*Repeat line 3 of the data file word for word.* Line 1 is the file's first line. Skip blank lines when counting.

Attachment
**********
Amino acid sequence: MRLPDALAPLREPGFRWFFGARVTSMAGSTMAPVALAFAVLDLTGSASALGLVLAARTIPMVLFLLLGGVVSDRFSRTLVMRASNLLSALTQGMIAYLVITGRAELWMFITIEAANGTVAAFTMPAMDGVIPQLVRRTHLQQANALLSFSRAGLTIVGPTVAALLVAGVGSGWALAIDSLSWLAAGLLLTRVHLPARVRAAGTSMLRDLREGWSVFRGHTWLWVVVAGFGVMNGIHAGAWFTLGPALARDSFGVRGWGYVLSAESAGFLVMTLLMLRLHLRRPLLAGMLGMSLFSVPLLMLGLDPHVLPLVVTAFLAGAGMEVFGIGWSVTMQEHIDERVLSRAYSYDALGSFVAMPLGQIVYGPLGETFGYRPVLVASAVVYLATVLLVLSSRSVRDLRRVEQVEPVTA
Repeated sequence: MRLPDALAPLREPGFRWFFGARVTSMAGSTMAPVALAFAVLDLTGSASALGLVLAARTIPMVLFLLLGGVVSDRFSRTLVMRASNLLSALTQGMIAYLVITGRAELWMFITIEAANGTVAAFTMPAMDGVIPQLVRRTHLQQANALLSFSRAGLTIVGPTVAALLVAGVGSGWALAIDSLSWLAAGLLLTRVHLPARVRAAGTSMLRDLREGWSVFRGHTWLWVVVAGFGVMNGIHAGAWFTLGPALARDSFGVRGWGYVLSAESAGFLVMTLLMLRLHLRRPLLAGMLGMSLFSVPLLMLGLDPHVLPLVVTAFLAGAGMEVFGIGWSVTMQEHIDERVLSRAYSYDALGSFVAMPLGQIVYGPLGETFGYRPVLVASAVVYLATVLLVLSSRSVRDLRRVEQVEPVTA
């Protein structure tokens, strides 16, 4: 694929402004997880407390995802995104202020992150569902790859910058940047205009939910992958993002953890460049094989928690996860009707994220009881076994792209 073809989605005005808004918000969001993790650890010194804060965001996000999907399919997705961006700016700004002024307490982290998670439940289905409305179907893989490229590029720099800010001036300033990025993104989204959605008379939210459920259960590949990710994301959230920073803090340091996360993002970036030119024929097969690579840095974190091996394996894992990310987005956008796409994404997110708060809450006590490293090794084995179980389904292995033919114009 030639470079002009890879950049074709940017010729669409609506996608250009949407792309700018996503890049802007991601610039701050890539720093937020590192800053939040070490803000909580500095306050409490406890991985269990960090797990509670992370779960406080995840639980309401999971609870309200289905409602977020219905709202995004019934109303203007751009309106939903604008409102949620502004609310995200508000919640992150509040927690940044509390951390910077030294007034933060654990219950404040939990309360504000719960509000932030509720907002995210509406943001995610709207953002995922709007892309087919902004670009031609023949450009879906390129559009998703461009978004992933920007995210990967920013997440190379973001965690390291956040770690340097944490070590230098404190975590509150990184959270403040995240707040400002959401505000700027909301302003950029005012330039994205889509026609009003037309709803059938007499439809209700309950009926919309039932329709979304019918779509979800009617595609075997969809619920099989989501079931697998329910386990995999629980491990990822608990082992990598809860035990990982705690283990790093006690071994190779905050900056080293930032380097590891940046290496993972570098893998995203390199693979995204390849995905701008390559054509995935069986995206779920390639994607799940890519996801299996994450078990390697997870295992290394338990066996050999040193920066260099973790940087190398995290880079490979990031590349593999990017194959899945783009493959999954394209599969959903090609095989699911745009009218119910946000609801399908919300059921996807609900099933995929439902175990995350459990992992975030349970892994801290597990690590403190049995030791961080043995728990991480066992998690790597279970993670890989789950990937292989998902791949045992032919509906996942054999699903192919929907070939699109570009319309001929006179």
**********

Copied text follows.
């Protein structure tokens, strides 16, 4: 694929402004997880407390995802995104202020992150569902790859910058940047205009939910992958993002953890460049094989928690996860009707994220009881076994792209 073809989605005005808004918000969001993790650890010194804060965001996000999907399919997705961006700016700004002024307490982290998670439940289905409305179907893989490229590029720099800010001036300033990025993104989204959605008379939210459920259960590949990710994301959230920073803090340091996360993002970036030119024929097969690579840095974190091996394996894992990310987005956008796409994404997110708060809450006590490293090794084995179980389904292995033919114009 030639470079002009890879950049074709940017010729669409609506996608250009949407792309700018996503890049802007991601610039701050890539720093937020590192800053939040070490803000909580500095306050409490406890991985269990960090797990509670992370779960406080995840639980309401999971609870309200289905409602977020219905709202995004019934109303203007751009309106939903604008409102949620502004609310995200508000919640992150509040927690940044509390951390910077030294007034933060654990219950404040939990309360504000719960509000932030509720907002995210509406943001995610709207953002995922709007892309087919902004670009031609023949450009879906390129559009998703461009978004992933920007995210990967920013997440190379973001965690390291956040770690340097944490070590230098404190975590509150990184959270403040995240707040400002959401505000700027909301302003950029005012330039994205889509026609009003037309709803059938007499439809209700309950009926919309039932329709979304019918779509979800009617595609075997969809619920099989989501079931697998329910386990995999629980491990990822608990082992990598809860035990990982705690283990790093006690071994190779905050900056080293930032380097590891940046290496993972570098893998995203390199693979995204390849995905701008390559054509995935069986995206779920390639994607799940890519996801299996994450078990390697997870295992290394338990066996050999040193920066260099973790940087190398995290880079490979990031590349593999990017194959899945783009493959999954394209599969959903090609095989699911745009009218119910946000609801399908919300059921996807609900099933995929439902175990995350459990992992975030349970892994801290597990690590403190049995030791961080043995728990991480066992998690790597279970993670890989789950990937292989998902791949045992032919509906996942054999699903192919929907070939699109570009319309001929006179």